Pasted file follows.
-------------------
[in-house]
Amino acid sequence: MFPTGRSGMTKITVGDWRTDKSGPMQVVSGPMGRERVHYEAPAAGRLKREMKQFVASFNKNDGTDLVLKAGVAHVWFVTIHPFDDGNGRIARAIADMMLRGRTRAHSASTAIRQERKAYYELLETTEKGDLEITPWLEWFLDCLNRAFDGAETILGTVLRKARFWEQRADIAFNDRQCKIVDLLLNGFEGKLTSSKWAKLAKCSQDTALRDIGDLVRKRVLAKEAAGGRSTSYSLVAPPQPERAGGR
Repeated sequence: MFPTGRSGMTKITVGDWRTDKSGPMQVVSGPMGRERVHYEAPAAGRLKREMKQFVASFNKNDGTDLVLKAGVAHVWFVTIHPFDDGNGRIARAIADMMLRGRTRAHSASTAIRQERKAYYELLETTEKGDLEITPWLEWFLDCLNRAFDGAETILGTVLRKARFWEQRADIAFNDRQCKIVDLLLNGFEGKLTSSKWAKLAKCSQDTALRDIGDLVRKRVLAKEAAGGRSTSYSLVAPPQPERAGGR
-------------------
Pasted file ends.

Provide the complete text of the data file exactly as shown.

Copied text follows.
[in-house]
Amino acid sequence: MFPTGRSGMTKITVGDWRTDKSGPMQVVSGPMGRERVHYEAPAAGRLKREMKQFVASFNKNDGTDLVLKAGVAHVWFVTIHPFDDGNGRIARAIADMMLRGRTRAHSASTAIRQERKAYYELLETTEKGDLEITPWLEWFLDCLNRAFDGAETILGTVLRKARFWEQRADIAFNDRQCKIVDLLLNGFEGKLTSSKWAKLAKCSQDTALRDIGDLVRKRVLAKEAAGGRSTSYSLVAPPQPERAGGR
Repeated sequence: MFPTGRSGMTKITVGDWRTDKSGPMQVVSGPMGRERVHYEAPAAGRLKREMKQFVASFNKNDGTDLVLKAGVAHVWFVTIHPFDDGNGRIARAIADMMLRGRTRAHSASTAIRQERKAYYELLETTEKGDLEITPWLEWFLDCLNRAFDGAETILGTVLRKARFWEQRADIAFNDRQCKIVDLLLNGFEGKLTSSKWAKLAKCSQDTALRDIGDLVRKRVLAKEAAGGRSTSYSLVAPPQPERAGGR